My mother was a good cook. It wasn’t fancy, but everything was delicious and nutritious, and it was satisfying. My father was the son of a butcher and was a real meat and potatoes man. That meant no fancy sauces, no exotic ingredients.
Julia Child used to say that the mark of a really great cook was making a wonderful roast chicken. If that was true, my mother was a superb cook.
As with many good home cooks of her generation, she did not use recipes. She did it by feel. A pinch of this, a shake of that…and when I tried to learn from her and asked her for precise details, she would shrug and say, “you learn it by taste and feel as you go.”
Now I’m a pretty intense cook myself, but unlike her, I don’t have the ability to go by feel and taste. I need – at least in the beginning – to have someone give me precise details. I need a recipe. Precise measurements and a sequence of steps and techniques. The nuts and bolts of how to do it.
Many of us like having all the nuts and bolts laid out for us. It’s like buying a cabinet from Ikea and following their pictorial instructions on screwing in all those screws with the infamous hex wrench…ever get those blisters from using one of those things? But there’s a certain comfort in knowing that if you follow the instructions step by step, you’ll end up with a finished product that looks like the picture on the box.
We might imagine that the Sadducees who were questioning Jesus in today’s gospel were nuts and bolts people. It’s no surprise that Sadducees were religious reformers. They were concerned with how people were following the ancient laws, or more accurately, how people were not following ancient laws. Although part of their reason in asking this thorny question about marriage was about trying to leave Jesus flat-footed on an issue of the law, to embarrass him, there is also a grain of genuine desire to know within this inquiry about a not-uncommon problem in that time and place. Remember that when a woman was widowed in that time and place, the woman’s brother was obliged to marry her, both to provide for her and to keep the family property within the clan. The Sadducees were taking the problem to ridiculous levels with these seven dead brothers, but it was not uncommon for a woman to have been married to two or three brothers. So it was a legitimate question.
But Jesus would not be drawn into the question. In essence, he said that they were worried about the nuts and bolts list printed on the Ikea instructions rather than seeing what the final product looked like. And in matters of relationship with God, it’s less about the instruction manual or the component list than it is about the final product.
Just as my mother could visualize that beautifully browned and tender roast chicken, and the visualization was enough for her to go through the steps to get the finished product, Jesus was about painting the picture of what heaven would look like. An angelic place with all of us looking like angels. Marriage was not a necessary component to heavenly existence, because it was a different time and place outside of our time and place. He was trying to get the wayward Sadducees, and us by extension, to imagine an existence that bears little resemblance to our lives here. It is life, but something more and better and different.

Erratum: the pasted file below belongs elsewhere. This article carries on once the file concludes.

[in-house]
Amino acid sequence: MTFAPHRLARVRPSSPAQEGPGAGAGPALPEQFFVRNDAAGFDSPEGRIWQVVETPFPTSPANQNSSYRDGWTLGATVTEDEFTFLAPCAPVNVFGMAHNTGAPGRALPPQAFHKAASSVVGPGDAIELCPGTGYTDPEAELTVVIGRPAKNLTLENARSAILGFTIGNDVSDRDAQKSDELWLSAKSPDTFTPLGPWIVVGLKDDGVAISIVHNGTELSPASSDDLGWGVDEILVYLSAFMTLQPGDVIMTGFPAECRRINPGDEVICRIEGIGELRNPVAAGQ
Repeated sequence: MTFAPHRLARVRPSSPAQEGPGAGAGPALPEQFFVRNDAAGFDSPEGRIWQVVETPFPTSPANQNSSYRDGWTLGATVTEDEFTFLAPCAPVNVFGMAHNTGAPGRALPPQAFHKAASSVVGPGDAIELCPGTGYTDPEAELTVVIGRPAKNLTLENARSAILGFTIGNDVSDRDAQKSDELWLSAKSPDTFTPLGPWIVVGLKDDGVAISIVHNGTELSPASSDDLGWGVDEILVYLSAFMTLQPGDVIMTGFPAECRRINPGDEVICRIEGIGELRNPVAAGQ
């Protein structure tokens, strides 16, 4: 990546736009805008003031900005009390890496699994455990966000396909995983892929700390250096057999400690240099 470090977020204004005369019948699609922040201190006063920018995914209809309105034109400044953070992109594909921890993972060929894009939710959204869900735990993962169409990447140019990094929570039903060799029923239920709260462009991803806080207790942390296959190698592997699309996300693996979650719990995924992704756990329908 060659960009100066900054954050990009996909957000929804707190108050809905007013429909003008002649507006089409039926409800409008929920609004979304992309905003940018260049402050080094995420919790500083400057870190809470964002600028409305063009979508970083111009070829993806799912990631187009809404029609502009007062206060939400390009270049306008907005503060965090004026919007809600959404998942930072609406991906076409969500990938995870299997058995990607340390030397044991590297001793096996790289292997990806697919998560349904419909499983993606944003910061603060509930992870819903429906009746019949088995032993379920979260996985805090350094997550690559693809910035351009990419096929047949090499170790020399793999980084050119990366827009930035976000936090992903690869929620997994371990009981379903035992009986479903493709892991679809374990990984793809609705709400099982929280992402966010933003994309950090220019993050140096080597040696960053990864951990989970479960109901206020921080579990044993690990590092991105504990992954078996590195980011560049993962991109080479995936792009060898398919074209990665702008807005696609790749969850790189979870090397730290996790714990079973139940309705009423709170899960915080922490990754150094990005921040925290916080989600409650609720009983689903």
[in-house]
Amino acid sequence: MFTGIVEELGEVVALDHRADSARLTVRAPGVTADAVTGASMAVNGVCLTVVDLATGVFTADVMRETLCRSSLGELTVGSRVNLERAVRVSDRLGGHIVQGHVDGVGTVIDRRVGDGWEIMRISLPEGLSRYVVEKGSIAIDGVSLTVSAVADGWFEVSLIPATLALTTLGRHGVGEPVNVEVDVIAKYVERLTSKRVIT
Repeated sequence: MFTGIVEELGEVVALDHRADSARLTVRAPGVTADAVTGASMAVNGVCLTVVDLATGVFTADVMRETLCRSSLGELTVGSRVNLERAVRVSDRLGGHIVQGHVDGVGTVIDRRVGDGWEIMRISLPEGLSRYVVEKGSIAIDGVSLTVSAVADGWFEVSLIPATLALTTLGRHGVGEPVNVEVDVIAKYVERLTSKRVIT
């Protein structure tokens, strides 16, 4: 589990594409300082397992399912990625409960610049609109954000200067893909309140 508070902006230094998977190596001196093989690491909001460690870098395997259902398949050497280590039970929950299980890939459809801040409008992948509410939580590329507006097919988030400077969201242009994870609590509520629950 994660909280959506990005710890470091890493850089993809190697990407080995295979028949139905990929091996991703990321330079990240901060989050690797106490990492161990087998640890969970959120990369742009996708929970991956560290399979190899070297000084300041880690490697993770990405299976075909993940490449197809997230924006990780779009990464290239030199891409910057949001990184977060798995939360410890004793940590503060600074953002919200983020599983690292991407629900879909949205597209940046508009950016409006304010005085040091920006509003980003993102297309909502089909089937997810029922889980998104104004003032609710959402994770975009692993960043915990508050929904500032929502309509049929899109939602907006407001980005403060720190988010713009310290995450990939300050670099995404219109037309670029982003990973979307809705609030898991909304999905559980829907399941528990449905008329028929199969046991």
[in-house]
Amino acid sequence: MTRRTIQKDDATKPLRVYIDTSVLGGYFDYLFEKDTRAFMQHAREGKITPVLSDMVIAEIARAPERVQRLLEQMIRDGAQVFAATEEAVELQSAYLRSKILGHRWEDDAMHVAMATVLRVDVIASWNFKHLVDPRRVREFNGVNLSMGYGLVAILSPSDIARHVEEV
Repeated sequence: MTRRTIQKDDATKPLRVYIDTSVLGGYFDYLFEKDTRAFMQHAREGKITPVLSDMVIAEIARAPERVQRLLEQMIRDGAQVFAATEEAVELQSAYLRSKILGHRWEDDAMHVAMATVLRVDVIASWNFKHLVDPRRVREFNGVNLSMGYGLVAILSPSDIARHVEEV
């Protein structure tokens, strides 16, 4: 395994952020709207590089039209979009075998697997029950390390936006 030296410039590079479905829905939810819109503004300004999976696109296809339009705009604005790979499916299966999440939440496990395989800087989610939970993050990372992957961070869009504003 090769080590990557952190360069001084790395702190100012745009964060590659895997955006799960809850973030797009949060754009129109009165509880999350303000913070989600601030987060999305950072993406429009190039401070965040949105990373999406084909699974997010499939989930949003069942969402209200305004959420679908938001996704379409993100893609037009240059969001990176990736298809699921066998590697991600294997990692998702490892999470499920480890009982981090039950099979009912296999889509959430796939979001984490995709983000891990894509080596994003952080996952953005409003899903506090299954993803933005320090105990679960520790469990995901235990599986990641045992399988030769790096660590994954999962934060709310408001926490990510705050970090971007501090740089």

And that’s about as much as Jesus ever tells us about heaven, which leads us to the “so what?”
So what if heaven is different? So what if it doesn’t matter if we were married to more than one spouse on earth? So what if we are like angels in heaven?
Here’s the What: if we spend all our energy on worrying about a list of rules, about the nuts and bolts rather than the larger picture of relationship with God, we miss Jesus’ point.
God is not a bean-counter. He doesn’t leave us little instruction manuals. Instead, he challenges us to use our imagination. He says we should live as we imagine a heavenly life would be. A life where we do right by each other not because of fear of a heavenly judge, but because we want to love as God himself has loved and continues to love us. A life where we visualize God’s generosity and imitate it, as children imitate their parents’ behavior.
That said, we still seek the comfort of rules and lists and requirements. They make us feel safe. And that is a part of what we will be a part of in a little while in our congregational meeting. We will attend to nuts and bolts: doing the required vestry election, reviewing our finances, listing the many activities and ministries of the parish for the past year. But we also will engage in a little bit of visualizing, imagining what God is asking of us in the year ahead. For that part of the exercise, there are no rules to constrain us and we can join our Creator in imagining creatively as we seek to do God’s work.
It feels very scary, being that unstructured. We prefer the recipe book, the instructional manual. But we might well embrace this moment, when we get excited about the possibilities that God sets before us, when we say “Yes, I can imagine that.”
Each day of our lives as Christians is a chance to be a co-Creator with our Lord, to bring the reign of God closer to reality. So let’s respect the rules and lists and manuals – they do help in their way – but let’s not permit them to become idols that we worship instead of our wildly creative Heavenly Father. Let’s try and risk and do and fail and learn and try again. It is what Jesus did. It is what the disciples did. And if we are to be disciples of the living God, it’s what we will do, too.